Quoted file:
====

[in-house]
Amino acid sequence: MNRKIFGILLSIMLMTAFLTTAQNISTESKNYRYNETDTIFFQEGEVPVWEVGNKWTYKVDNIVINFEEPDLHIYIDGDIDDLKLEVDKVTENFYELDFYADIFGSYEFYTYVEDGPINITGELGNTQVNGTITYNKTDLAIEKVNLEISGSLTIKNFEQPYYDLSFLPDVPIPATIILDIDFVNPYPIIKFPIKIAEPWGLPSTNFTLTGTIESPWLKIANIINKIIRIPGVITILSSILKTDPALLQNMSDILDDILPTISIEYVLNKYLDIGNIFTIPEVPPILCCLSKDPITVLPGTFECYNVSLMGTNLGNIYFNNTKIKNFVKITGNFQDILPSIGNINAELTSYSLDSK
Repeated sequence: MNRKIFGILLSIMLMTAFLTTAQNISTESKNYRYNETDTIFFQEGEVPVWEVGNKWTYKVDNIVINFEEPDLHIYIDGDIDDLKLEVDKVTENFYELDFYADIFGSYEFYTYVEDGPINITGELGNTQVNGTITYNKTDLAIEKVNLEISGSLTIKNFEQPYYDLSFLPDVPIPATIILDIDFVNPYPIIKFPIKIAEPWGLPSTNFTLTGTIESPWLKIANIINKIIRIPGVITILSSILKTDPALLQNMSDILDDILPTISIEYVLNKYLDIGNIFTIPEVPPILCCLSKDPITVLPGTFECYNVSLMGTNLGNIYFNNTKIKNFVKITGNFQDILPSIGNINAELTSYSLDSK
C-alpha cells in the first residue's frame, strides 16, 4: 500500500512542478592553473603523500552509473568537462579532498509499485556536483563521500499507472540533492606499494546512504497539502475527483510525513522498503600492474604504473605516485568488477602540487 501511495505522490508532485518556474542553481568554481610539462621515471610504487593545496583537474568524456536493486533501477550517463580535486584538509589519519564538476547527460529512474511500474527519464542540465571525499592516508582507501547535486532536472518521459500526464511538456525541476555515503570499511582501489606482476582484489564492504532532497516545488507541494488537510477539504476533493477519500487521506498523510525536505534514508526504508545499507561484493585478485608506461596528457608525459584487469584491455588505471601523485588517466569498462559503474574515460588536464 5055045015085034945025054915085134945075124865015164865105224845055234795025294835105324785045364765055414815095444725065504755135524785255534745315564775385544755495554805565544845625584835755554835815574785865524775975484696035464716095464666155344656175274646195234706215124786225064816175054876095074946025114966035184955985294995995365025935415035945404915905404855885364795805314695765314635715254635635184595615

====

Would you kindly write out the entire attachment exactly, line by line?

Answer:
[in-house]
Amino acid sequence: MNRKIFGILLSIMLMTAFLTTAQNISTESKNYRYNETDTIFFQEGEVPVWEVGNKWTYKVDNIVINFEEPDLHIYIDGDIDDLKLEVDKVTENFYELDFYADIFGSYEFYTYVEDGPINITGELGNTQVNGTITYNKTDLAIEKVNLEISGSLTIKNFEQPYYDLSFLPDVPIPATIILDIDFVNPYPIIKFPIKIAEPWGLPSTNFTLTGTIESPWLKIANIINKIIRIPGVITILSSILKTDPALLQNMSDILDDILPTISIEYVLNKYLDIGNIFTIPEVPPILCCLSKDPITVLPGTFECYNVSLMGTNLGNIYFNNTKIKNFVKITGNFQDILPSIGNINAELTSYSLDSK
Repeated sequence: MNRKIFGILLSIMLMTAFLTTAQNISTESKNYRYNETDTIFFQEGEVPVWEVGNKWTYKVDNIVINFEEPDLHIYIDGDIDDLKLEVDKVTENFYELDFYADIFGSYEFYTYVEDGPINITGELGNTQVNGTITYNKTDLAIEKVNLEISGSLTIKNFEQPYYDLSFLPDVPIPATIILDIDFVNPYPIIKFPIKIAEPWGLPSTNFTLTGTIESPWLKIANIINKIIRIPGVITILSSILKTDPALLQNMSDILDDILPTISIEYVLNKYLDIGNIFTIPEVPPILCCLSKDPITVLPGTFECYNVSLMGTNLGNIYFNNTKIKNFVKITGNFQDILPSIGNINAELTSYSLDSK
C-alpha cells in the first residue's frame, strides 16, 4: 500500500512542478592553473603523500552509473568537462579532498509499485556536483563521500499507472540533492606499494546512504497539502475527483510525513522498503600492474604504473605516485568488477602540487 501511495505522490508532485518556474542553481568554481610539462621515471610504487593545496583537474568524456536493486533501477550517463580535486584538509589519519564538476547527460529512474511500474527519464542540465571525499592516508582507501547535486532536472518521459500526464511538456525541476555515503570499511582501489606482476582484489564492504532532497516545488507541494488537510477539504476533493477519500487521506498523510525536505534514508526504508545499507561484493585478485608506461596528457608525459584487469584491455588505471601523485588517466569498462559503474574515460588536464 5055045015085034945025054915085134945075124865015164865105224845055234795025294835105324785045364765055414815095444725065504755135524785255534745315564775385544755495554805565544845625584835755554835815574785865524775975484696035464716095464666155344656175274646195234706215124786225064816175054876095074946025114966035184955985294995995365025935415035945404915905404855885364795805314695765314635715254635635184595615